Creating a film on a beloved anti-hero from one of the most revered movie franchises is a challenging task altogether. As the movie begins, audience get to meet Han as a roguish but essentially good-hearted young man trying to carve his own path in a galaxy. The film also shows us how Han got to be called Solo, but for the most part he isn’t alone.
Solo: A Star Wars Story sees Solo hopping from one action sequence to another, with any substantial development in the character. A few moments like Han meeting Chewbacca (Joonas Suotamo) for the first time, the glimpse of the Millenium Falcon, the entry of brandish gambler Lando Calrissian (Danny Glover) manage to spark some soul into the film.
After being pushed into a mud pit by an irate military man, Han manages to create a blossoming friendship with the furry Wookie rather quickly. Alden Ehrenreich portrays Han Solo pretty well even though it’s near impossible to replace the enigmatic Harrison Ford.
The characters played by Woody Harrelson, Thandie Newton and Paul Bettany don’t do much to be remembered but serve their purpose within the story. Kira played by Emilia Clarke is conceivably the most tantalising addition to this tale as she keeps you guessing about her intentions the whole time.
Director Ron Howard manages to reclaim the rest of the production mess while playing it safe and losing out on some of the Star Wars glamour along the way but anyway he succeeds in creating a decent sci-fi action film for the fans. The father-son duo, Lawrence and Jonathan Kasdan with their writing, take fans to places where they have not earlier visited.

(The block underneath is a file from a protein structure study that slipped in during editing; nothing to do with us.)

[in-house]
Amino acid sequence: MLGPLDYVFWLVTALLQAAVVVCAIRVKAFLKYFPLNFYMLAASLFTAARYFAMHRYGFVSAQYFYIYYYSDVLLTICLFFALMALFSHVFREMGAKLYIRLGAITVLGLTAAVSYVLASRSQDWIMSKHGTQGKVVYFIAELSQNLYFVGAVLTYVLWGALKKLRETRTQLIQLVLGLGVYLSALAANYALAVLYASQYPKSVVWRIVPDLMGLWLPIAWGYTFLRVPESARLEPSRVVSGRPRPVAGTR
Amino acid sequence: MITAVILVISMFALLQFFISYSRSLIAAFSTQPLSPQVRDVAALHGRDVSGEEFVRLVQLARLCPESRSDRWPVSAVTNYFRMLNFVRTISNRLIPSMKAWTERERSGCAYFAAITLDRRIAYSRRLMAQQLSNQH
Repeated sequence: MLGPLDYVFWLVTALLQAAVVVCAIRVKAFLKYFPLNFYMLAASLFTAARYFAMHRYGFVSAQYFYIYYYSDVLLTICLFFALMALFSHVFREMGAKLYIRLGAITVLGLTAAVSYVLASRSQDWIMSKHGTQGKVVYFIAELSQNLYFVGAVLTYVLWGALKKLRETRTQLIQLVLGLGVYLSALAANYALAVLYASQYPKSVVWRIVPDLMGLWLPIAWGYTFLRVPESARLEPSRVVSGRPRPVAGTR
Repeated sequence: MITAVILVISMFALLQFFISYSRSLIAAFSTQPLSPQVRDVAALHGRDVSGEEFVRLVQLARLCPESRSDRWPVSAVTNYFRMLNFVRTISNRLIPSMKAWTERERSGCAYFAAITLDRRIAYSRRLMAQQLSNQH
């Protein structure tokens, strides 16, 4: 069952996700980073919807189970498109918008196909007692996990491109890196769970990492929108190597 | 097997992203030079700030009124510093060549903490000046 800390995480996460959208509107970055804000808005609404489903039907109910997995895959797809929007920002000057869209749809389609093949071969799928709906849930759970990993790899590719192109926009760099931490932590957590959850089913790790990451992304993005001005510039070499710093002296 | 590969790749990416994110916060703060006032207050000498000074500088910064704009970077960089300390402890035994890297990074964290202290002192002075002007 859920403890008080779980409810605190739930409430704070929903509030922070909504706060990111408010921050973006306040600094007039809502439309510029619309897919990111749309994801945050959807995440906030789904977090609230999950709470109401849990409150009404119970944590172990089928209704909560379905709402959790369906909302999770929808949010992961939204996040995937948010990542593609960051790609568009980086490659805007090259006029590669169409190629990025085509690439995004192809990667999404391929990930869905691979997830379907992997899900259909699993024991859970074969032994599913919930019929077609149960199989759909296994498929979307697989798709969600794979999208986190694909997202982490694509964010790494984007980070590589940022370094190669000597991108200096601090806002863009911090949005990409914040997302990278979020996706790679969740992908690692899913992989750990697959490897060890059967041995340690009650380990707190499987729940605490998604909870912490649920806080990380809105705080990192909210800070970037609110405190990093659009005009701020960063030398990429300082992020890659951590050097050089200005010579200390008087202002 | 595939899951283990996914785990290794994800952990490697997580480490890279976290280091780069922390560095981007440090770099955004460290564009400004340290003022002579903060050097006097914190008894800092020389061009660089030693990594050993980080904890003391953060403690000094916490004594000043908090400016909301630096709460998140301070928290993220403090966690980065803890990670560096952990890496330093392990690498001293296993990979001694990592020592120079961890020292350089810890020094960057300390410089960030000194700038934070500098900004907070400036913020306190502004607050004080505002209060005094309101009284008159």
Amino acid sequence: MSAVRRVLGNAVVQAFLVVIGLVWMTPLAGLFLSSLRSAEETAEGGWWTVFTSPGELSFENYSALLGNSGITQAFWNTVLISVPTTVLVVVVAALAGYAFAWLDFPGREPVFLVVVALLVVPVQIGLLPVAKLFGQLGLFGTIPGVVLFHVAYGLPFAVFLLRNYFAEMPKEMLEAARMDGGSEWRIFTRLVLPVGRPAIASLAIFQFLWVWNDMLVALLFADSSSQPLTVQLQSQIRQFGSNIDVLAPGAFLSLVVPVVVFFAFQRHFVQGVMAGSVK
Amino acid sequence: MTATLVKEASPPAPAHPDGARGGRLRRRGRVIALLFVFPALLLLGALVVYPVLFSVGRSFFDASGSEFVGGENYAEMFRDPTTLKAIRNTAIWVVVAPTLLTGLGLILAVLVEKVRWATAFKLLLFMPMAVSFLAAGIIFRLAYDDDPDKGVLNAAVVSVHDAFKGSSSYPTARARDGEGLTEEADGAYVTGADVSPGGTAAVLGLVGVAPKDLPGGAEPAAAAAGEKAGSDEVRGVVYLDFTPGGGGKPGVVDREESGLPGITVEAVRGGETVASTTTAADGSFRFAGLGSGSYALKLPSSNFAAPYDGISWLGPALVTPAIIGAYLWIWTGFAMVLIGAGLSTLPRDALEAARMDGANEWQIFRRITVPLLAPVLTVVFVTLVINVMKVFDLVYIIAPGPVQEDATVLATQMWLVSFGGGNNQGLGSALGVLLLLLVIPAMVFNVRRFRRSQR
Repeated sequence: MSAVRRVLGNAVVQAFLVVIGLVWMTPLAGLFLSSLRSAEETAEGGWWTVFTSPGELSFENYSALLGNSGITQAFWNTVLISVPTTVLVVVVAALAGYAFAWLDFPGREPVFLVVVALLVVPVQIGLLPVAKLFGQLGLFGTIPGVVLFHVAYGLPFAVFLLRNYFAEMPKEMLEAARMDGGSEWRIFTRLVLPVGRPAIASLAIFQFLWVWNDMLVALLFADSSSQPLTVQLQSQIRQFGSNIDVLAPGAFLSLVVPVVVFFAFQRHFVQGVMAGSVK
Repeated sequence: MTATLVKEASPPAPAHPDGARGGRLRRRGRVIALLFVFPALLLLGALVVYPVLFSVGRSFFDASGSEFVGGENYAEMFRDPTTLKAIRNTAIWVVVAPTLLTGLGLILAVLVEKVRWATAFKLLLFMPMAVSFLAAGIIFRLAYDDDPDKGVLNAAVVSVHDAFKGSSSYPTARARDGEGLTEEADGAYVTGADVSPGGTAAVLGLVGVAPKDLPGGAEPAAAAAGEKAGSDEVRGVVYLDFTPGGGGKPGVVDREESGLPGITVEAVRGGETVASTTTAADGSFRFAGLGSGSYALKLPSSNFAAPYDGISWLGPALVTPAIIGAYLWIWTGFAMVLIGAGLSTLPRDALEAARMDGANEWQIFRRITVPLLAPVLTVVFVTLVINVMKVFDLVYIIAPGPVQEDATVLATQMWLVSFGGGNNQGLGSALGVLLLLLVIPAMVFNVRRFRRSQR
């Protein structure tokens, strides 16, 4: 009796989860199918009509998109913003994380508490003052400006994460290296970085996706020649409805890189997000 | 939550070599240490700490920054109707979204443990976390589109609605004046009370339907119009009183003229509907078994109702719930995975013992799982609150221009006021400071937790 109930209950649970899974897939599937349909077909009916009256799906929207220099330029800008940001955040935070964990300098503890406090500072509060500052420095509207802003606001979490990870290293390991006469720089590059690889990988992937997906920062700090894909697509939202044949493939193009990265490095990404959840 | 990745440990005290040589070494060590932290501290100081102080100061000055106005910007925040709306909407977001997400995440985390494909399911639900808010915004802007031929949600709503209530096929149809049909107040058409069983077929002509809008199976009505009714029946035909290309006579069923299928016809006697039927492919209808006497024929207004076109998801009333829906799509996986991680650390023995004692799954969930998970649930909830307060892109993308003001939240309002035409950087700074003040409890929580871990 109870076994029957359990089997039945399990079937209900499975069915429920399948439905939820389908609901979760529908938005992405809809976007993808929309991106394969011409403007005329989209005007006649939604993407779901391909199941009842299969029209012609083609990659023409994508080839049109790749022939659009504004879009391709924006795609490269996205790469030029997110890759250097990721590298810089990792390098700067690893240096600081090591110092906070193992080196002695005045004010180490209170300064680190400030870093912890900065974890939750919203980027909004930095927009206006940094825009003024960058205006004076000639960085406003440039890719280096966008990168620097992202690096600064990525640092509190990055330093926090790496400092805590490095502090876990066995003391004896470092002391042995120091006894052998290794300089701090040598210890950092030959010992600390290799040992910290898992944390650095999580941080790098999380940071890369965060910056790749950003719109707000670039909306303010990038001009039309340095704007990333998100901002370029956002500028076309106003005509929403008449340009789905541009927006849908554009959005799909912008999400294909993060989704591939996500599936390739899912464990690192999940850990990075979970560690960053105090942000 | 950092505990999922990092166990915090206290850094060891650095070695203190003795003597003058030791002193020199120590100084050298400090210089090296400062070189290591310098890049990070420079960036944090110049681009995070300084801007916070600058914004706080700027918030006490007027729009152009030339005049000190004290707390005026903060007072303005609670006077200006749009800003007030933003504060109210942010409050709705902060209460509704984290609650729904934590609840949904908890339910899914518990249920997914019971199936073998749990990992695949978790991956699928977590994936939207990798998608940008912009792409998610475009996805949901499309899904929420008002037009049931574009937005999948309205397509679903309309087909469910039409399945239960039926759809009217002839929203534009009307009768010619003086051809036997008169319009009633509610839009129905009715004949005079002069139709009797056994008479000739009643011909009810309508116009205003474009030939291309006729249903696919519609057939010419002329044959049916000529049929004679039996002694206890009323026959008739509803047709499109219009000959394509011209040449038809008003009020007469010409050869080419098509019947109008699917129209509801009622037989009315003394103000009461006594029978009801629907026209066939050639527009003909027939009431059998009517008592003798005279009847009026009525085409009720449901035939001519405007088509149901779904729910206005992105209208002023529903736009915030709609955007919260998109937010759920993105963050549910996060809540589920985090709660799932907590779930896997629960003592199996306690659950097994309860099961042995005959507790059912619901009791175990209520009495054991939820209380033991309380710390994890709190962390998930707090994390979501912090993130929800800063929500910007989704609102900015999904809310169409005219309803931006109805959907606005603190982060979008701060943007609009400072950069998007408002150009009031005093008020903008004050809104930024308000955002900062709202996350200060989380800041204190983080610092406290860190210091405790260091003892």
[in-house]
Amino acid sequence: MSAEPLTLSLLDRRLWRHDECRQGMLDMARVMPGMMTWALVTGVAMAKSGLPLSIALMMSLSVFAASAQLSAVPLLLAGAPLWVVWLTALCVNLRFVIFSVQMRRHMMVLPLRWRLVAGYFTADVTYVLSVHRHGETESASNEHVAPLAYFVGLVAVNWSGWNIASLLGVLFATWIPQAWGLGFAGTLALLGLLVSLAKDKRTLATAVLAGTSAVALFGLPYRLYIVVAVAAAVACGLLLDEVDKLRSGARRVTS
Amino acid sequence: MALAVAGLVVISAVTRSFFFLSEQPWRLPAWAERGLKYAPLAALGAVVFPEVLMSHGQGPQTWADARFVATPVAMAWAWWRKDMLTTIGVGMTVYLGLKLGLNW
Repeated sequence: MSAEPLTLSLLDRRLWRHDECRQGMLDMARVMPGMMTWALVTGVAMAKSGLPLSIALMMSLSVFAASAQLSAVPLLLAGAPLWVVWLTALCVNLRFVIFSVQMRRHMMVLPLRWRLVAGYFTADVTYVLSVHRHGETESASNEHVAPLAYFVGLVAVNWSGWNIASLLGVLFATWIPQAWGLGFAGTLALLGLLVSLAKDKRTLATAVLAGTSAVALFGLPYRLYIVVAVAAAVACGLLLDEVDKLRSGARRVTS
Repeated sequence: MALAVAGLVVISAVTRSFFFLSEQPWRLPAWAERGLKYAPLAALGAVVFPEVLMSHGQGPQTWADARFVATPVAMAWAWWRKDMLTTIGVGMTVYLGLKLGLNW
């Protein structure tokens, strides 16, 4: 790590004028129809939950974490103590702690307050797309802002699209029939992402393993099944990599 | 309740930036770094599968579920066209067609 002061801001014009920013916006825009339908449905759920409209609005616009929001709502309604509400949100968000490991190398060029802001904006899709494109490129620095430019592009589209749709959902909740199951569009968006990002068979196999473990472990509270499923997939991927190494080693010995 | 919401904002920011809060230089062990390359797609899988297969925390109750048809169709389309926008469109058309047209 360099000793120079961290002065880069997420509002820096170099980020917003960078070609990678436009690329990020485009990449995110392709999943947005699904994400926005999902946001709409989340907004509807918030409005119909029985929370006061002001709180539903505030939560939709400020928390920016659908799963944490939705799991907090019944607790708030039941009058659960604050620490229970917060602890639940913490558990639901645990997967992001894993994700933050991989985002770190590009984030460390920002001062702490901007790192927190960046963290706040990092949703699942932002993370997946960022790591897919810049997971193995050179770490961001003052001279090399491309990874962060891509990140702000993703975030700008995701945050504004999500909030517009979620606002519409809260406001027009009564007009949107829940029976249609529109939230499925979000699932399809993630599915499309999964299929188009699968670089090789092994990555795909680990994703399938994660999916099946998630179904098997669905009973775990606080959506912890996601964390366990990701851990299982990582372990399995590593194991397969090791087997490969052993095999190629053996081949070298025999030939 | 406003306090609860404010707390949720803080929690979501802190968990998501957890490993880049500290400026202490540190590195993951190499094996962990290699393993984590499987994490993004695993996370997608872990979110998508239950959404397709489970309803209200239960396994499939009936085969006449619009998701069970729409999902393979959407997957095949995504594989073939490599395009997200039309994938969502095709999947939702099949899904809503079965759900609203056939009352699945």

The film is uplifted by outstanding VFX, superb production design and some delightfully inventive creature effects. One cannot miss the vast gallery of characters that are equally attractive and fascinating.
With the VFX and CG work taking the limelight in the entire sequence, the creative team must be applauded for putting together a visual nirvana; emulating the VFX standards of its earlier installments. Hybrid, Lola Visual Effects and Blind are the studios involved for the VFX with Rob Bredow and Patrick Tubach acting as the production VFX supervisors. Solo: A Star Wars Story has enough action; good star cast to take the story forward, twisted storyline and summons to satisfy both its old and new fans.
In this generation of remakes and inter-connected hits, Solo: A Star Wars Story can be proclaimed as an essentially independent film. The film may not be overly breathtaking but has the strength to draw the fans to the multiplexes.